What kind of person has his picture taken while having a heart attack?
To my shame, I don't think I prayed or asked for God's help until after there were no more calls to make or doctors to speak to.
You would think I should have learned my lesson already. I had a near-fatal car accident a few years back when I missed a sharp turn on an incline. My car summersaulted at least twice before landing upside-down at a 45 degree angle to the ground just a few feet away from a deep ravine. I was not wearing a seatbelt. I crawled out of the car without a bruise. People who saw the wreck would ask how many people had died. They would then say what a coincidence it was that, next to my wrecked car, there was a huge sign on which were printed the words "JESUS SAVES"
There were just too many coincidences to ignore.
I had to consider the possibility that God has been trying to send me a message through all these years. A message that I had been ignoring . He had had to resort to pretty drastic measures to call my attention.
After my heart attack, I opted to invest in the healing of my heart, I realized that I was, in fact, giving myself a chance to have a more meaningful life. But, first - God wanted me to start with a clean slate. He had to teach me to let go of my attachments. I realized that the house was just a representation of all the things that I had grown attached to - my pride, my worldly possessions, my ambition, my desire for recognition. I suppose in a way, God wanted me to realize how temporary these are and how they could just be taken away in one instant. He also had to teach me to be humble. While in the hospital, I was stripped bare - literally and figuratively - of my clothes and finery. I had to be totally dependent on others even for my toilet needs. For someone who is as vain and proud as I am, that was a difficult lesson to learn.
These are lessons that I would have resisted under different conditions. So, it is true - God had to take pretty drastic measures to make sure He had my attention!
I suspect He wanted me to ask myself these questions- "Why me?", "What is it that You want me to do?", "What is this all leading up to?" "What reason is there that I'm still alive?". Lying on the hospital pondering on these thoughts, I guess I half expected the answers to come to me in the form of an angel coming down from the ceiling.
True to form, God hasn't me any quick answers. I don't think that is His style. Even now, several years after, I'm still trying to figure things out. Through all this, I feel an Invisible Hand intervening by presenting the opportunities to let go of my attachments and be clear on my priorities. I've made several interesting choices since then in my search for answers.
I don't think I'm any holier or more profound that I was before my heart attack. But I have noticed a few changes. I have a greater sensitivity to the things around me. I think maybe I'm just a little bit kinder , a little bit more gentle, maybe even a little bit more patient and forgiving..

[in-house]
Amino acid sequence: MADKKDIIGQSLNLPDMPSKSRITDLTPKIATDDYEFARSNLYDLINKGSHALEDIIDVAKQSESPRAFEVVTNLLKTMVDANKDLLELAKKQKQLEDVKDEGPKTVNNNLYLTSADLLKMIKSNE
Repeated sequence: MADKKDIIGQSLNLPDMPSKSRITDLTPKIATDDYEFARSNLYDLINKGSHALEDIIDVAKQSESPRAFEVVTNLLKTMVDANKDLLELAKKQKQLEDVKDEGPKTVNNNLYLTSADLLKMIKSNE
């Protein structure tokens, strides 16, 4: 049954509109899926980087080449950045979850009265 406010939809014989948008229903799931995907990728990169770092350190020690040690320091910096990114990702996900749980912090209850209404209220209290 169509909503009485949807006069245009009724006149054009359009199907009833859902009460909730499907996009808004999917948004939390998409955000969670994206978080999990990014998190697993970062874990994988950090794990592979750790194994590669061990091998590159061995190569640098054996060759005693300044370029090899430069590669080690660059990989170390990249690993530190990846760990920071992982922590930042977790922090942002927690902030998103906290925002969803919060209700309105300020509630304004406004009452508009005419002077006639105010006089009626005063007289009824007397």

Partly, I suppose this comes from a keen awareness of how temporary life is, that all this could end at the snap of a finger. But, mostly, I believe that its part of God's process.
I know I also have to learn the virtues of patience and obedience. If I had my way, I would want to fast-forward and get to the stage where I'm like super-wise and enjoying my rewards from Him for going through my experience. But God cannot be rushed. His work with me is not done yet. His lessons continue.
As 2010 comes to a close, I find myself asking the same questions all over again. What positive changes have I made in the last year? How can I make my life more meaningful in 2011?
I am thinking that I would like to simplify my life by just focusing on the essentials and letting go of everything else. I think it is fitting that I have decided to sell the house that I was having constructed when I had my heart attack. In my mind, I am going through a list of other things I should just let go of
What I do know is that the things that were so important to me before don't seem to matter as much anymore. I don't think that means I'm any less dedicated to doing my job, for example. I still take satisfaction is being able to do it well. It's just that I have a better understanding of what I can and cannot do and I accept that my work is not the be-all and end-all of everything.
I am grateful that I still feel a sense of hope and anticipation for what is going to come next. God is teaching me all these lessons to build a home for my heart and prepare me for even greater things. Not for my glory. But for His.
Merry Christmas, my family and friends. And may God continue to bless and guide us in the year ahead.